Some brief history about careers for PR has been said to have been around for centuries. According to the Institute for Career Research (2005) in the United States, developers and settlers of the original 13 colonies were the first PR people, urging others to make their fortune in the New World. Also, later residents stated their grievances against British rule and made the case for independence, not only internally– rallying citizens to the cause—but externally, gaining allies abroad. Diplomats, politicians, pamphleteers and landowners all practiced public relations to form the new nation.
The Institute for Career Research (2005) noted that, one of the biggest parts of any public relations job is trying to place stories in the media. You have to think everything through, imagining all the negatives as well as the positives. As stated by (Hunt 2006) there is a wide range of career opportunities for people working in public relations including such jobs as media relation specialist for an insurance company, newsletter editor for an urban renewal agency, special events coordinator for a hotel, sports information director for a university, writer-editor for a public relations agency, community relations coordinator for a hospital, fund-raiser for the American Red Cross, speechwriter for a U.S. senator, and freelancer specializing in the preparation of video news releases. With all of these different job titles they all possess different responsibilities.
The more traditional way of looking at jobs within the ever changing field of PR is a view of the hierarchy of roles in the profession being, an entry-level technician which is someone who uses skills to disseminate information, persuade, gather data, or solicit feedback. The role of a supervisor is another doing exactly what the title means by supervising. There’s a manager in which their job is constituency and issue-trend analysis, departmental management, including organizing, budgeting, leading, controlling, evaluating, and problem solving.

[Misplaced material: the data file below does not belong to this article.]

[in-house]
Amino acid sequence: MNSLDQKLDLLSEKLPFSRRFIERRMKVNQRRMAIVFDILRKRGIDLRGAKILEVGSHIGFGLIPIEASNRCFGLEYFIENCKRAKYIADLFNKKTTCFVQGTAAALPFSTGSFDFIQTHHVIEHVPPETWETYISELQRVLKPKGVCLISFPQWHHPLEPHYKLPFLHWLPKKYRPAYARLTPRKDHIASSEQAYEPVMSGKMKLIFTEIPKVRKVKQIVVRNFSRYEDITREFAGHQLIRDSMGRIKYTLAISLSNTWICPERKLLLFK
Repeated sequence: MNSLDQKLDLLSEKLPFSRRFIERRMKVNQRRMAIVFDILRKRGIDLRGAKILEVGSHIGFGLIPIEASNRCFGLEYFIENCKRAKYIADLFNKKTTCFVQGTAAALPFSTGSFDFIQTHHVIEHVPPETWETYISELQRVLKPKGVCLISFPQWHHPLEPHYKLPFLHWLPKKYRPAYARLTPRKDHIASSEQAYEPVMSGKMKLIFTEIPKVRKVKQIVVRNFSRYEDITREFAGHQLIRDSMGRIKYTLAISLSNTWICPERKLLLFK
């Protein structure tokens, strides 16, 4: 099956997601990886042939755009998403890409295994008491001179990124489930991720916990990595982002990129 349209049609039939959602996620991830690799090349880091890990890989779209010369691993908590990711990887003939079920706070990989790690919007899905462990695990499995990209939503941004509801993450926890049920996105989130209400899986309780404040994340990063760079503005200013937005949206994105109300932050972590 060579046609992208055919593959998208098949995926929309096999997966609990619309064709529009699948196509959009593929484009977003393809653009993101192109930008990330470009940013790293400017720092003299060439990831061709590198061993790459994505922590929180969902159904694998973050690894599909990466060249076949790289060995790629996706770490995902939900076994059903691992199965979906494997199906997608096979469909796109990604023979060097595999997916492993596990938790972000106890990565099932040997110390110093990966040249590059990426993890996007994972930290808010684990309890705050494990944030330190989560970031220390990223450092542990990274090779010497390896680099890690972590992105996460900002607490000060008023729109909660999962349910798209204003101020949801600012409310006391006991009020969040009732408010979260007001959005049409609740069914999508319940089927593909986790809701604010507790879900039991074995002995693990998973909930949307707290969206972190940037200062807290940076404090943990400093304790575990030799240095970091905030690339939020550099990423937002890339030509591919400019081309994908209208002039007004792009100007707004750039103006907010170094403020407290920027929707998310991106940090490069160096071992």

A director has a similar job but they are also involved with communication and operational planning at departmental level. The top role is of an executive which is involved in organizational leadership and management, including developing the organizational vision, corporate mission, strategic objectives, annual goal, businesses, broad strategies, policies and systems.
There is always the possibility of those that have a career in PR to bounce around these organizational roles. If one was to seeking to break into a PR profession there were 11 tips that were advised by (Ellen 2011) which was to: “1. Think strategically, what is your end goal and how do you get there. 2. Seek internships, 3. Set yourself up for success, 4. Communicate with communicators, 5. Study the thought leaders, 6. Innovate, 7. Learn something new, 8. Show kindness, 9.Follow journalist, 10. Know your strengths and weaknesses and focus on your strengths, and 11. Create your personal brand.” With that being said a person entering the field of public relations has the oppurtunity to develop a career that encompasses numerous areas of an increasingly diverse profession. Some specific areas that you may find a PR professional working in would be corporations, non-profits/charities, education, professional services, government, public relation firms, or self-employed/freelance. If an individual does have career aspirations within the field of PR, there is no doubt it is endless possibilities to do so.
Ellen, M. (2011, March 20). How to get a job in Public Relations: Eleven tips from a PR pro – See more at: http://www.marketingmel.com/2011/03/20/how-to-get-a-job-in-public-relations-eleven-tips-from-a-pr-pro/#sthash.RhDv2lIq.dp. In MarketingMel. Retrieved April 6, 2014, from http://www.marketingmel.com/2011/03/20/how-to-get-a-job-in-public-relations-eleven-tips-from-a-pr-pro/
Hunt, T. (2006). Public Relations, Careers in. Encyclopedia of Communication and Information, 3, 786-788. Retrieved April 6, 2014, from http://go.galegroup.com.ezproxy.gvsu.edu/ps/i.do?action=interpret&id=GALE%7CCX3402900219&v=2.1&u=lom_gvalleysu&it=r&p=GVRL&sw=w&authCount=1
Institute for Career, R. (2005). Careers in Public Relations (Institute Research ed., Vol. 136). Chicago: Institute for Research.